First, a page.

Custom event badges can make your attendees feel special while giving them exclusive access to your trade show, convention, or any other event you organize.
Conference badges give attendees a personalized experience, which adds to the value of your event. A plastic badge system also ensures that people are where they are supposed to be, keeping the proceedings safe and secure.
MAGNETIC STRIPE CARDS & MAG SWIPE CARDS
UNDERSTANDING MAGNETIC STRIPE CARDS Magnetic stripes are the dark strip composed of magnetic material which can often be seen on the back of gift cards, and which are used in connection with a POS system.
Security applications of mag-stripe cards include door access and identification codes. These kinds of cards come in two different varieties: high-coercivity (HiCo) and low-coercivity (LoCo).
High-coercivity magstrips are harder to erase, and are better for cards that are frequently used or require extended life.
Low-coercivity magstrips require less magnetic energy to record, reducing their cost.
Loyalty cards, gift cards, membership cards, and fundraising cards typically utilize a LoCo magstripe. A magnetic stripe card reader can read both types of magnetic stripe. WHAT IS MAGNETIC STRIPE ENCODING?
When a magnetic stripe is encoded, a unique serial number is stored on the strip. The unique serial number is recognized by the POS system or access control lock device which provides access to funds stored on the POS system.
HOW DOES IT ALL WORK? Using a gift card as an example, a customer purchases the card, which is swiped by the cashier to get the serial number on the magnetic stripe. The cashier then asks how much to put on the gift card.
The amount is entered into the POS system by the cashier. The next time the gift card is swiped, the POS system reads the serial number stored on the card to look up the card’s balance, which can then be used to make a purchase. The card can be reused until the remaining balance is gone.
There are times when a POS system is unable to read a magnetic stripe.
That’s why we also recommend printing the same serial number directly onto the card’s surface. We call this a human-readable number.
WHAT DO I NEED TO KNOW IF I WANT MAGNETIC STRIPES ON MY CARDS? To keep your mag stripe functioning properly, consider the following: Your POS or lock system provider can help you obtain this information..
1. Does your POS or lock system require magnetic stripes to be HiCo or LoCo? Or is either option okay?
2. Your magnetic stripe card has three available tracks which can be used.
Details about supplied data specifications can be found on our data specifications page, to help you determine which tracks are ideal for your serial number encoding.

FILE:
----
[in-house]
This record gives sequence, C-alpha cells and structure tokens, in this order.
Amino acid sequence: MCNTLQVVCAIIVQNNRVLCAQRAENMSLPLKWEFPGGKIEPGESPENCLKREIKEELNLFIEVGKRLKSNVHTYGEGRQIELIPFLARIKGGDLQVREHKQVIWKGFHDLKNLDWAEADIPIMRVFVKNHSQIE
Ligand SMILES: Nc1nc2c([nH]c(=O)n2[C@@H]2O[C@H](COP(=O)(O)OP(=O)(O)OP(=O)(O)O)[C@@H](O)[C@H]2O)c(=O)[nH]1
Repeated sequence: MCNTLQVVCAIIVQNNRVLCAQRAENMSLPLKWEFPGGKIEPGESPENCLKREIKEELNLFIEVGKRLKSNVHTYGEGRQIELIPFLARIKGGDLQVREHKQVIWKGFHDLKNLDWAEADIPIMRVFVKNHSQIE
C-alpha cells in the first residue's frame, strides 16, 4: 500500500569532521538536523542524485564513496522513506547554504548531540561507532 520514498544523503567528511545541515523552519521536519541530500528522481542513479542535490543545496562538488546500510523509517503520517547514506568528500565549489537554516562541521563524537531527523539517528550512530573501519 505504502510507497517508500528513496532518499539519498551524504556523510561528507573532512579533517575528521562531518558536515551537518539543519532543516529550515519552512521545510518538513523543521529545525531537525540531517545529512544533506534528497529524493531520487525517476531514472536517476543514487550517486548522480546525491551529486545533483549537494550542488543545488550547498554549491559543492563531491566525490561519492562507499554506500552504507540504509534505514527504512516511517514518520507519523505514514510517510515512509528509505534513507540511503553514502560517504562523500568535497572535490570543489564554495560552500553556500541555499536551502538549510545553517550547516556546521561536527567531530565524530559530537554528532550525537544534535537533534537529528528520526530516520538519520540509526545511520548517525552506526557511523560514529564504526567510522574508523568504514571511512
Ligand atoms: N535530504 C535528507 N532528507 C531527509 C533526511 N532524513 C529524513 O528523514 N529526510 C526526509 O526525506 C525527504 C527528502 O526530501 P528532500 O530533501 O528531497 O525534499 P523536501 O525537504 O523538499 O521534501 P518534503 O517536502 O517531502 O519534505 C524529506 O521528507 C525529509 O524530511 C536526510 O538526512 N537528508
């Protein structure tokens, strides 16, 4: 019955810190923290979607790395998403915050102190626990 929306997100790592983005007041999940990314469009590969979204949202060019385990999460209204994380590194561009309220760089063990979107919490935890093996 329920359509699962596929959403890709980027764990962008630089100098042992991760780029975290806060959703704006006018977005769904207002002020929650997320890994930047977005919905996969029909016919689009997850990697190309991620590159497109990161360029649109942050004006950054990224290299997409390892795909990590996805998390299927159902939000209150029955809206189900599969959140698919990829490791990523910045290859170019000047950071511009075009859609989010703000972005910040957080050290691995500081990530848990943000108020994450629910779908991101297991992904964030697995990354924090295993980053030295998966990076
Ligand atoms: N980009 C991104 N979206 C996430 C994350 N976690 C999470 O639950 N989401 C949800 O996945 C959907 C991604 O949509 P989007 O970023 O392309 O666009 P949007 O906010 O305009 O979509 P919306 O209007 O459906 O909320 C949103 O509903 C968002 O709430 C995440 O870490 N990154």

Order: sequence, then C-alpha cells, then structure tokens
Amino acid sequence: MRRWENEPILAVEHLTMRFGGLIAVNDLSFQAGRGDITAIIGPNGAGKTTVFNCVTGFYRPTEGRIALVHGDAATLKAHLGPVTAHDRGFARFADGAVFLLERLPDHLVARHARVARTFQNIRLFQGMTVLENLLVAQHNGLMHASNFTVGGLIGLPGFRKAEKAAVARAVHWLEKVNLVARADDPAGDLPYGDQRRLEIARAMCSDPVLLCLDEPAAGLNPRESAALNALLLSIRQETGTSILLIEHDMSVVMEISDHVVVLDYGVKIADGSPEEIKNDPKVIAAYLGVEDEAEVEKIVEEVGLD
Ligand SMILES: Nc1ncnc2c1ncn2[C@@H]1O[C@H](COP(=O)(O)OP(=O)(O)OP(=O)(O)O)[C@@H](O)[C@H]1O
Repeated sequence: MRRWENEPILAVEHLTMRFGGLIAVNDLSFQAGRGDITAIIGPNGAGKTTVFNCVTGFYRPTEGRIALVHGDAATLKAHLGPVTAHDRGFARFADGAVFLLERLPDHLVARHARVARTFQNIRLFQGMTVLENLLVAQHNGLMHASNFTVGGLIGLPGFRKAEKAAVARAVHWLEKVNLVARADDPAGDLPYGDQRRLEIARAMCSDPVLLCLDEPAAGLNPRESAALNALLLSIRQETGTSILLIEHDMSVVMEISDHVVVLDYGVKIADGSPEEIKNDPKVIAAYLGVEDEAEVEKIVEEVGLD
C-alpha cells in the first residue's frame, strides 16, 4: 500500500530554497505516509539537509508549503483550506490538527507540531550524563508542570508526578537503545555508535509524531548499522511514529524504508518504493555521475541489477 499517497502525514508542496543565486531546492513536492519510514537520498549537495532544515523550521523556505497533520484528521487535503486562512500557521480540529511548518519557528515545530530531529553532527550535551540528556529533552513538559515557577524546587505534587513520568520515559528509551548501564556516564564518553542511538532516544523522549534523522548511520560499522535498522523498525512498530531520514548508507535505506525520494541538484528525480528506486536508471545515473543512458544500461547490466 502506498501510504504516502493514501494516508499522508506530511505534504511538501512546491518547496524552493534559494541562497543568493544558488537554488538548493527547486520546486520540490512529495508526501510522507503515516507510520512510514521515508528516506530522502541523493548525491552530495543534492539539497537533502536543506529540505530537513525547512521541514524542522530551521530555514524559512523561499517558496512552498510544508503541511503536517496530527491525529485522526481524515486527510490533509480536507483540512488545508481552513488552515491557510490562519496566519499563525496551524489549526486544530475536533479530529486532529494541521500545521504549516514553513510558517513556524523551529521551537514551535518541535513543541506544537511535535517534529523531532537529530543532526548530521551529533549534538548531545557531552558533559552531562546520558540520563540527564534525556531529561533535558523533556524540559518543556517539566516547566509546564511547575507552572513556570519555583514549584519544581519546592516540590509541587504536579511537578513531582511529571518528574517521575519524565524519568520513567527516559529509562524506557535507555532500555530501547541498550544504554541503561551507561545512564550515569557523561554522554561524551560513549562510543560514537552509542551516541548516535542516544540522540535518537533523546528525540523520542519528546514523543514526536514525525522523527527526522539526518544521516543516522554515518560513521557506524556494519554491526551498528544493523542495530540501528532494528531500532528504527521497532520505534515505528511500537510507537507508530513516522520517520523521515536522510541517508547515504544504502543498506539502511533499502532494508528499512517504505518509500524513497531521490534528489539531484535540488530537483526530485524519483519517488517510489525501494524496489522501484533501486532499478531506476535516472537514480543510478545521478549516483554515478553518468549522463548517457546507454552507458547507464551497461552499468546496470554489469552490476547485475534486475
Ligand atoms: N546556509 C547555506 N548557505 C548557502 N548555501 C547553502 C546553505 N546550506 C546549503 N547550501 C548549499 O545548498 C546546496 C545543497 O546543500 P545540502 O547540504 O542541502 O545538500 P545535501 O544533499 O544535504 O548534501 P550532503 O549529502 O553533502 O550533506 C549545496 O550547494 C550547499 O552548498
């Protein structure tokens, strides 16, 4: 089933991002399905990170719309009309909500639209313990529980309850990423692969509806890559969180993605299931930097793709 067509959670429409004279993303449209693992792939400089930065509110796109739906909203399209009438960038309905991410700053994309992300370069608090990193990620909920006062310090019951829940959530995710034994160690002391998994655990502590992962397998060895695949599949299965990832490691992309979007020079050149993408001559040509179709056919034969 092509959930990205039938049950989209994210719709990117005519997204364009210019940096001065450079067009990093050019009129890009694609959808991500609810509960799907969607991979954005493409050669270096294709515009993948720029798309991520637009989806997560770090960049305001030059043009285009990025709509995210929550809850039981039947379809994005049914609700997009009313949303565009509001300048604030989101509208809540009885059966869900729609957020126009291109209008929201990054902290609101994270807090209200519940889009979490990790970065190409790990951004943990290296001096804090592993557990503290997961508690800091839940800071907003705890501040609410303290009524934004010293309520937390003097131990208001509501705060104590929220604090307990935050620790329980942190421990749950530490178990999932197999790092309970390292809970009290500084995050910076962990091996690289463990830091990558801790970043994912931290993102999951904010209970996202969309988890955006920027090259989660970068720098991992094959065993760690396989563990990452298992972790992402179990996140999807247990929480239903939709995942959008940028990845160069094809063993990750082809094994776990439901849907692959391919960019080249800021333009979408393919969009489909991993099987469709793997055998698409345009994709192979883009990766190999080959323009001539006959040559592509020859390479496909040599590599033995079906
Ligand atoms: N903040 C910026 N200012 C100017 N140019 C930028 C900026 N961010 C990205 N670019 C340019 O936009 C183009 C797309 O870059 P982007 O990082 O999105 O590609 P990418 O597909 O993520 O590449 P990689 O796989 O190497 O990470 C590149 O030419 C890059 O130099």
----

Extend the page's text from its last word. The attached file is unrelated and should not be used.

3. Two main serial number formats are available: random and sequential. Which format is required by your lock system or POS system? If random, are specific characters or a number of characters required? If possible, it’s a good idea to obtain a random number file from your POS or lock system provider.
If your serial numbers are sequential, what number should we start with?
A magnetic stripe card is a special kind of card which is able to store data by changing the magnetism of magnetic particles on a band of magnetic material.
The magnetic stripe, sometimes called swipe card or magstripe, is read by swiping past a magnetic reading head A magnetic stripe card is any card that include data embedded in the magnetic stripe. Driver’s licenses, credit cards, gift cards, ID cards, and public transit cards are all examples of magnetic stripe cards.
A magnetic stripe card is any type of card that contains data embedded in a strip composed of iron particles in plastic film.
Each of these tracks is about 1/10 of an inch in width.
Plastic Card ID offers magnetic stripe cards.
Magnetic cards used for financial transactions have three tracks.
These tracks are known as track 1, track 2 and track 3.
Track 3 is rarely used by major worldwide networks, such as Visa. It is often that track 3 is not even present on the card itself.
Track 1: the cardholder name, account number (PAN), expiration date, bank ID (BIN), and several other numbers the issuing bank uses to validate the data received.
Track 2: all of the above except the cardholder name. Most credit card payment systems use Track 2 to process transactions.
What Is CVV?
The Card Verification Value (CVV) is a 3-digit number encoded on Visa credit and debit cards. The CVV is stored in the magnetic stripe or in the chip of a smart card.
A magnetic stripe reader, also called a magstripe reader, is a hardware device that reads the information encoded in the magnetic stripe located on the back of a plastic badge.
The writing process, called flux reversal, causes a change to the magnetic field detected by the reader. The Stripe on a Credit Card The stripe which is located on the back of a debit card is a magnetic stripe which is sometimes called a magstripe.